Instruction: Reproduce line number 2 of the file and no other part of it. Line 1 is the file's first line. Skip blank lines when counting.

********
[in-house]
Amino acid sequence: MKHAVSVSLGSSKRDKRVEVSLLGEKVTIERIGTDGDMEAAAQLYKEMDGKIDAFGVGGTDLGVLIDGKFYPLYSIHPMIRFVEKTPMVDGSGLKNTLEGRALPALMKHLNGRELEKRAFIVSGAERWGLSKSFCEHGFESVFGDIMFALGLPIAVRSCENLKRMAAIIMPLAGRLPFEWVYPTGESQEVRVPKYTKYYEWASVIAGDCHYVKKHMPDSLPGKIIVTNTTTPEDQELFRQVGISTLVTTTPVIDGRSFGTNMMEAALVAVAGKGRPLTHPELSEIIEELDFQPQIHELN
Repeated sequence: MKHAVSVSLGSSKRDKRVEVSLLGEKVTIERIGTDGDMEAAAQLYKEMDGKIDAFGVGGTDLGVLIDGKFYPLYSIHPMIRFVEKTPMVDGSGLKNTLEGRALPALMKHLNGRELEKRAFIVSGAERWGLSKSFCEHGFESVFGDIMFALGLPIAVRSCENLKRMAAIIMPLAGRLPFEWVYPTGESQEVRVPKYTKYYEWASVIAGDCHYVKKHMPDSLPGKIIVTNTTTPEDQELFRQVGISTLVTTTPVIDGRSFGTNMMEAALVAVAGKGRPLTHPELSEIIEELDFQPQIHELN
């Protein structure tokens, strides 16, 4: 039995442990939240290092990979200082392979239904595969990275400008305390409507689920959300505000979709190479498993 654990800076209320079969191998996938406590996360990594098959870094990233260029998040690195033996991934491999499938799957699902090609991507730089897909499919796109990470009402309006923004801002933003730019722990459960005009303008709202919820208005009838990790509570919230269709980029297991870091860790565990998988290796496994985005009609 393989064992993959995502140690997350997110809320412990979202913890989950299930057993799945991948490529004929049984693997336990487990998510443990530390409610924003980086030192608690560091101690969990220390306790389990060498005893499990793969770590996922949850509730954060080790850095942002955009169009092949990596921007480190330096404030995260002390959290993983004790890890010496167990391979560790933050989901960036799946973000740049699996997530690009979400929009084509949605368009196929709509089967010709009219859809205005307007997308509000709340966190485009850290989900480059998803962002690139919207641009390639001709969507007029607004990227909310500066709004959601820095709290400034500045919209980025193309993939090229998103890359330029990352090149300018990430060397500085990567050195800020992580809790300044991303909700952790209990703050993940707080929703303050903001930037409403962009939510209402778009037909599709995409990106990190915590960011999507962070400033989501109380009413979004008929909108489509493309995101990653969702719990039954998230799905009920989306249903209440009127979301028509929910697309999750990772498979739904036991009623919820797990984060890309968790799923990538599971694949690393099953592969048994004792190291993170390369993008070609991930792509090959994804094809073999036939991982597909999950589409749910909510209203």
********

Amino acid sequence: MKHAVSVSLGSSKRDKRVEVSLLGEKVTIERIGTDGDMEAAAQLYKEMDGKIDAFGVGGTDLGVLIDGKFYPLYSIHPMIRFVEKTPMVDGSGLKNTLEGRALPALMKHLNGRELEKRAFIVSGAERWGLSKSFCEHGFESVFGDIMFALGLPIAVRSCENLKRMAAIIMPLAGRLPFEWVYPTGESQEVRVPKYTKYYEWASVIAGDCHYVKKHMPDSLPGKIIVTNTTTPEDQELFRQVGISTLVTTTPVIDGRSFGTNMMEAALVAVAGKGRPLTHPELSEIIEELDFQPQIHELN